New Brunswick clean energy targets coming ‘before the snow hits’: minister

Click to play video: 'New Brunswick to set new targets for carbon emissions from power generation'
New Brunswick to set new targets for carbon emissions from power generation
About a quarter of carbon emissions in New Brunswick are from generating electrical power. Last year, NB Power surpassed its target of generating 40 percent of electricity from renewable sources. As Silas Brown reports, there are no further targets specifically for power generation – but the province’s energy minister says that will change this fall – Jul 20, 2021

New Brunswick’s minister of natural resources and energy development says he hopes to release new targets governing how power is generated in the province by the fall.

“We certainly will publicly state what our goal is, the path we plan to get there and the timeframe that we feel like it will take in order for us to get there,” said Mike Holland.

In 2018 a quarter of carbon emissions in the province came from electricity generation.

In the 2020-2021 fiscal year, 51 per cent of power sold in the province came from renewable sources, up from 44 per cent the year prior. Under the Electricity Act, NB Power was required to reach and maintain at least 40 per cent renewable power by the end of 2020. Holland says he’s not sure the province will up that target through legislation.

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“We will have published targets. The question is whether they fall within the boundaries of legislation,” Holland said.

Ultimately, Holland says the province is committed to getting 100 per cent of its power from non-emitting sources by 2050 at the latest. But he says a new blueprint for when and how the province will reach that goal is coming.

“I would like to see it come before the snow hits,” he said.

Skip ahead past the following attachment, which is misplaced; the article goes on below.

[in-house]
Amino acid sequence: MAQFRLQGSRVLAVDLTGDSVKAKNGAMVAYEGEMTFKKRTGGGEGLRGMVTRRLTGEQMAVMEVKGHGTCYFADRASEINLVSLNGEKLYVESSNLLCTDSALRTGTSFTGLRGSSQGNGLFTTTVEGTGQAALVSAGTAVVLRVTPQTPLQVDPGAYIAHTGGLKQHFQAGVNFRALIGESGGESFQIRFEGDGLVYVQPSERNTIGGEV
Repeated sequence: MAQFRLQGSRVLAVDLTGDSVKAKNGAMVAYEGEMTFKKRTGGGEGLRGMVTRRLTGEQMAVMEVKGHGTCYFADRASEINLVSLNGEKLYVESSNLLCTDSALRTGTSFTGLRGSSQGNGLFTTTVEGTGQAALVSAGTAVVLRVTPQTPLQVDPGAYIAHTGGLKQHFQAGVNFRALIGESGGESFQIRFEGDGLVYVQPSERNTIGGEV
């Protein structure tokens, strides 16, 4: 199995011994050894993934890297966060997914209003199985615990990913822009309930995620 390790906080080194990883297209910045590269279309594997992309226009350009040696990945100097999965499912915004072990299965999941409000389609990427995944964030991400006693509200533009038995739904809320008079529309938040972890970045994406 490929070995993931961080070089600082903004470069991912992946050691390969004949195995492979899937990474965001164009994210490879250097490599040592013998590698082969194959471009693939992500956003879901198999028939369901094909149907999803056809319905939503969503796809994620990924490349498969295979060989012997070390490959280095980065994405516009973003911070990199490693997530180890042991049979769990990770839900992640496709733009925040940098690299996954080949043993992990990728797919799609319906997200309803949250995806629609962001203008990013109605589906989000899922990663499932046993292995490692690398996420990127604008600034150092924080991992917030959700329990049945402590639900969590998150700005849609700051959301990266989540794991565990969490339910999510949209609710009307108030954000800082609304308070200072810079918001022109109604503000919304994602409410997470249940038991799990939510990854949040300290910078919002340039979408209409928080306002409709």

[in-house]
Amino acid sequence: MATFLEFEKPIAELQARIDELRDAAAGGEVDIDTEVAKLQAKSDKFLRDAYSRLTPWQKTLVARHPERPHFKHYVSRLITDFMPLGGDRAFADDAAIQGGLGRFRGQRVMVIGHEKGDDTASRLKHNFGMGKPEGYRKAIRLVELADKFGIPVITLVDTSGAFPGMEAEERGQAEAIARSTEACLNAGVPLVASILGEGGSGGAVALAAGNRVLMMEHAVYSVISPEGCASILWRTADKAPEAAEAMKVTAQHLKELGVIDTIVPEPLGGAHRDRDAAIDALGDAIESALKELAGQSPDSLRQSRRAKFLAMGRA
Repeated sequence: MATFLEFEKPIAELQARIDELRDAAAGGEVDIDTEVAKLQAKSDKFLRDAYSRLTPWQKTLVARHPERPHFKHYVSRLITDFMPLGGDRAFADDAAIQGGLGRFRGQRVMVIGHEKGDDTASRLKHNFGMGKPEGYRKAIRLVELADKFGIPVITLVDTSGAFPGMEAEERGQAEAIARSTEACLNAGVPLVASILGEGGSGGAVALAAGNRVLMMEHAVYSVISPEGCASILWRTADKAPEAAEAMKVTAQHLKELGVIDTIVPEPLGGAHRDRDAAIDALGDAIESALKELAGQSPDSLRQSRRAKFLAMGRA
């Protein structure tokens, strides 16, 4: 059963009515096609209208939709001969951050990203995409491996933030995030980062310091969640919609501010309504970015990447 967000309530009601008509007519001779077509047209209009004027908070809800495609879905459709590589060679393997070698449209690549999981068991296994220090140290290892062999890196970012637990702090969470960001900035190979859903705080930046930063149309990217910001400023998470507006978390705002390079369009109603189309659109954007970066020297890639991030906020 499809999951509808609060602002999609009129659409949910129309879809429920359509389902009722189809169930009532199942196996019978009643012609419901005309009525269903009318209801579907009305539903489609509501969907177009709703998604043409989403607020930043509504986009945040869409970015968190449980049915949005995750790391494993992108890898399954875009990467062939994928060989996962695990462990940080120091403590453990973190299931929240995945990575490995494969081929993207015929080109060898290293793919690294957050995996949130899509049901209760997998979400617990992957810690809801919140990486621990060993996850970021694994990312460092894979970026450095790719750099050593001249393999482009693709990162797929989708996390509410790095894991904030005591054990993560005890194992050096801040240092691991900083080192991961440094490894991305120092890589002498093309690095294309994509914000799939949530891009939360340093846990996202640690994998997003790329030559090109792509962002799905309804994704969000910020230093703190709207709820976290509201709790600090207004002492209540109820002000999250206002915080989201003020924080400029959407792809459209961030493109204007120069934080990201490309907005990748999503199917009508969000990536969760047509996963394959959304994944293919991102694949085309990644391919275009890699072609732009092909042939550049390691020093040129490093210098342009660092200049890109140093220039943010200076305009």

That plan is likely to include an equivalency agreement for the Belledune Generating station. The province is currently looking to come to an agreement with the federal government that would let the coal-fired generating station operate past the 2030 coal-moratorium to the end of its life cycle in 2040, in exchange for equivalent greenhouse gas reductions in other parts of the power network.

Holland says an agreement is necessary to avoid rate hikes of up to 15 per cent.

“What we have to do is ensure that we continue to do this rollout, and we’ve done quite good at that, is to do the rollout of the renewables and the non emitting, but ensure that it’s done in a way that doesn’t significantly compromise the rate payer as well,” Holland said.

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Cost is an important consideration for the government and the utility. In NB Power’s 2020 Integrated Resource Plan, public engagement data shows that while New Brunswickers want the utility to be a leader in clean energy, they don’t want to have to pay for it.

While 84 per cent of respondent agreed with the statement that “New Brunswickers have a responsibility to make changes to help address climate change” just 30 per cent said they are “personally willing to pay more for clean energy.”

Still, others are calling for the government to be bolder when it comes to cutting carbon fuels out of power generation.

“We should be aiming for no fossil fuels in our electricity system no later than 2035 with most of those assets out of use by 2030, that’s the reality of the situation,” said Louise Comeau of the New Brunswick Conservation Council.

“That means investing through renewables that we own through our Crown Corporation.”

Comeau says the public expects action too.